Need advise on building a large planter box please!

BabbersApril 10, 2013

Hello! This spring we are planning on building a rather large planter box to run the length of our back fence (50ft long by 2.5ft high and 4ft wide). We are using 2inx10inx16ft pressure treated boards with 4x4 posts; we plan on cutting the boards in half and placing a post every 8ft which will be facing the outside. We are planting about 14 to 16 6ft tall Emerald Green Arborvitae in the planter box to provide some extra privacy.

My questions are these:
Because the box will be so large, do we need to add any sort of supports in the box for extra stability?
What type of drainage do we need if any? (There will not be a bottom to this box, just dirt)
Is there anything else we should do to ensure this planter box lasts a long time?
Also, will emerald greens do good in a planter box?

Any other advice is greatly appreciated! Thanks!

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yardvaark

This is not a good plan. The boards will end up bulging from the pressure of the moist earth if they are attached only at 8' intervals. Figure on tripling the post supports. Much (most) of the 2" x lumber is not treated for ground contact and therefore will not last long as the walls of a planter. If the bottom is open, you don't need extra drainage but the soil in the box, and below the box, should drain well.

Unless it's adorned with some remarkable details or construction methods, I can't conceive of a long, low wooden box spanning all the way across the property as looking good. It sounds like something that most people could not wait to get rid of if they purchased a property with this already on it. I'm pondering why you would do this. If it's just to add another 2' of height to the arborvitaes I'd think finding a taller plant or waiting a little longer would be a better way to go. I do not get it. But if someone held a gun to my head and forced me to design a long lasting raised planter of such dimensions, I'd look into doing it out of some other material first. In Colorado, I'd think acquiring stone would not be as much of a problem as it is in other locales. Honestly, do you really need a raised planter like this?

    Bookmark   April 10, 2013 at 8:26PM
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deviant-deziner(Oh zone)

Basic Unified Construction Standard has the spacing of the posts at 4 feet on center and post size at 4x6 ( I've seen 4x4 used and the wall has held up well so long as your spacing is 4 feet on center and definitely not any higher than 2.5 feet with adequate footing size) .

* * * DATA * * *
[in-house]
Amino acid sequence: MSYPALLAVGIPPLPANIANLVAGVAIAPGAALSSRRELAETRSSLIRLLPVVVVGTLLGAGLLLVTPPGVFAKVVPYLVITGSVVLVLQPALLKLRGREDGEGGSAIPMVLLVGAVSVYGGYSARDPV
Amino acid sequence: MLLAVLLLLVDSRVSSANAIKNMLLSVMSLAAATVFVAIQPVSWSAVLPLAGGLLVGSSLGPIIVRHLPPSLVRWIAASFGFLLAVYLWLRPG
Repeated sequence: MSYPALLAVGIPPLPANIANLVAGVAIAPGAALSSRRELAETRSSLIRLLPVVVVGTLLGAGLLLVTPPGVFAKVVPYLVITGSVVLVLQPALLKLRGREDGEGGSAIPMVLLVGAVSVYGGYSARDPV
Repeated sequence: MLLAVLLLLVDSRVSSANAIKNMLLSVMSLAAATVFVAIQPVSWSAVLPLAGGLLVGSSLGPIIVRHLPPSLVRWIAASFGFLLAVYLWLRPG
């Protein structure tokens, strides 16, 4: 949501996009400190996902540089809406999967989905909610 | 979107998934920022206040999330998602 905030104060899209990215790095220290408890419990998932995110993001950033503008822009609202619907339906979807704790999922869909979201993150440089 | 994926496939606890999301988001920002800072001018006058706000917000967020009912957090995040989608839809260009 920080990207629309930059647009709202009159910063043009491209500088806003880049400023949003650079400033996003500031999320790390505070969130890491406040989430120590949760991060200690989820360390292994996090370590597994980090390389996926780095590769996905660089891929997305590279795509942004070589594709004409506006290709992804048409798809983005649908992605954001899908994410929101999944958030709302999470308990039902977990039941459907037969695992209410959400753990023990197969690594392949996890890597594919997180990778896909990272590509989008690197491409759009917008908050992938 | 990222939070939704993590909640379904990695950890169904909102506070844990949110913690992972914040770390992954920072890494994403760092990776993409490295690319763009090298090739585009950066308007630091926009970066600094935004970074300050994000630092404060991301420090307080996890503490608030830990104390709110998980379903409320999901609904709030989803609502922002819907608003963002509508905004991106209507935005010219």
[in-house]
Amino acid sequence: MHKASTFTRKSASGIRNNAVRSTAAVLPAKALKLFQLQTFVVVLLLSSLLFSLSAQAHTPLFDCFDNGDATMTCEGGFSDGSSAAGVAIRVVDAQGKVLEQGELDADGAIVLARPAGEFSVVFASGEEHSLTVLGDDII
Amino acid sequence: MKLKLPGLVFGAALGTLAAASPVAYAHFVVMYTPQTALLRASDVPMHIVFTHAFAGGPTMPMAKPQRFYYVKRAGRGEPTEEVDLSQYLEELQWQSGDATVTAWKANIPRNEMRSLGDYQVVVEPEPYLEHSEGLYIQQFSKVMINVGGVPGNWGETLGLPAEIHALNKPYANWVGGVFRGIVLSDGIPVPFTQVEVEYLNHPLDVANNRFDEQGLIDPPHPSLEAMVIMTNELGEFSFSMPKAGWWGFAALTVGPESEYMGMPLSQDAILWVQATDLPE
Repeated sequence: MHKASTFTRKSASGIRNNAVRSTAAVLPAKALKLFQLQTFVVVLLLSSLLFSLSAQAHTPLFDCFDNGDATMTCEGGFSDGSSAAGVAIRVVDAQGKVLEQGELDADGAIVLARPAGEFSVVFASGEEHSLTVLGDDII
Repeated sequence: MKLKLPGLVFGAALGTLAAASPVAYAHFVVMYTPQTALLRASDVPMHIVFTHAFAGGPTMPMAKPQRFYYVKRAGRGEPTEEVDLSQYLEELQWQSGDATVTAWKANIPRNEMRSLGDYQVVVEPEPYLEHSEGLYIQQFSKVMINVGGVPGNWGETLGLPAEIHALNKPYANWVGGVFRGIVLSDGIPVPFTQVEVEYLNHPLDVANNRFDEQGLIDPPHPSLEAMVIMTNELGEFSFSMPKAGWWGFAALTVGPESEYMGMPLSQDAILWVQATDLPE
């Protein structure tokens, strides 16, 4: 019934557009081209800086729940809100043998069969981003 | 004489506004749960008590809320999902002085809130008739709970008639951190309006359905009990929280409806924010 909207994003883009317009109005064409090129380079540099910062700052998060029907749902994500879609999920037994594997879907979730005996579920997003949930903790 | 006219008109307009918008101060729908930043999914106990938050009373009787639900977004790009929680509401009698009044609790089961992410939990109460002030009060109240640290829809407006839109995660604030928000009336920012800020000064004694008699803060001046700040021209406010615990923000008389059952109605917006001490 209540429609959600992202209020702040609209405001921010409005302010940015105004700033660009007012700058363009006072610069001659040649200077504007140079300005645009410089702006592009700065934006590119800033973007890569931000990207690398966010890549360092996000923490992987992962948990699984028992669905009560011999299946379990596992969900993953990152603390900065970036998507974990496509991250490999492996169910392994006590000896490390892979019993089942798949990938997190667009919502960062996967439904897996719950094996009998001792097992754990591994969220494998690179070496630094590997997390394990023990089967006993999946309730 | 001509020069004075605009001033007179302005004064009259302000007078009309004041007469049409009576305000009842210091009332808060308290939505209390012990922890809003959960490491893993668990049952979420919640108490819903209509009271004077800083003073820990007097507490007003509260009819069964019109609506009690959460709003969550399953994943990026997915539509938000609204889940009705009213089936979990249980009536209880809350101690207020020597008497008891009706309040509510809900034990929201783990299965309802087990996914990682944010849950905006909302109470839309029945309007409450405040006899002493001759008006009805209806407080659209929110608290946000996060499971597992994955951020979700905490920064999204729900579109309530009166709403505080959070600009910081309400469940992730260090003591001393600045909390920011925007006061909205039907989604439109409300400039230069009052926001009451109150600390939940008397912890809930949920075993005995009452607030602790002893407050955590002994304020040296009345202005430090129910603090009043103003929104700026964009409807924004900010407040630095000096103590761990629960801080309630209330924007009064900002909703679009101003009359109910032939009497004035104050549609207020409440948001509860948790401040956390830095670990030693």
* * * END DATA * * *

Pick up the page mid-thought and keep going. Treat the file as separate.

If the wall is 2.5 ft high the post is set into a concrete footing of 4 ft. deep.
You can run a gravel drainage trench with a silt barrier + a 4" dia. perforated pipe at the bottom of the wall and have it exit the wall and connect to a solid pipe to lead the water out of the box. Maintain a 2% slope of the pipe for best exit flow.

this is a pretty common low cost construction detail seen in the west. It isn't particularly attractive, but it gets the job done.
You might compare the cost of doing a keystone type wall vs. a wood wall. The keystone wall will outlast the wood wall a lot longer and because they do not require any specialized engineering, it may prove to be cost effective for your situation.

We haven't used wood 4x4 in ages, preferring steel I-beams instead when building a wood retaining wall.

Your county might have a set of Uniform Construction Standard details in their building and planning dept.

    Bookmark   April 10, 2013 at 11:59PM
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Babbers

If we use stone, how would we support where the dirt goes against the back of our fence? This is why we decided on wood, so we could build a large planter box that contains the dirt.

    Bookmark   April 13, 2013 at 2:10PM
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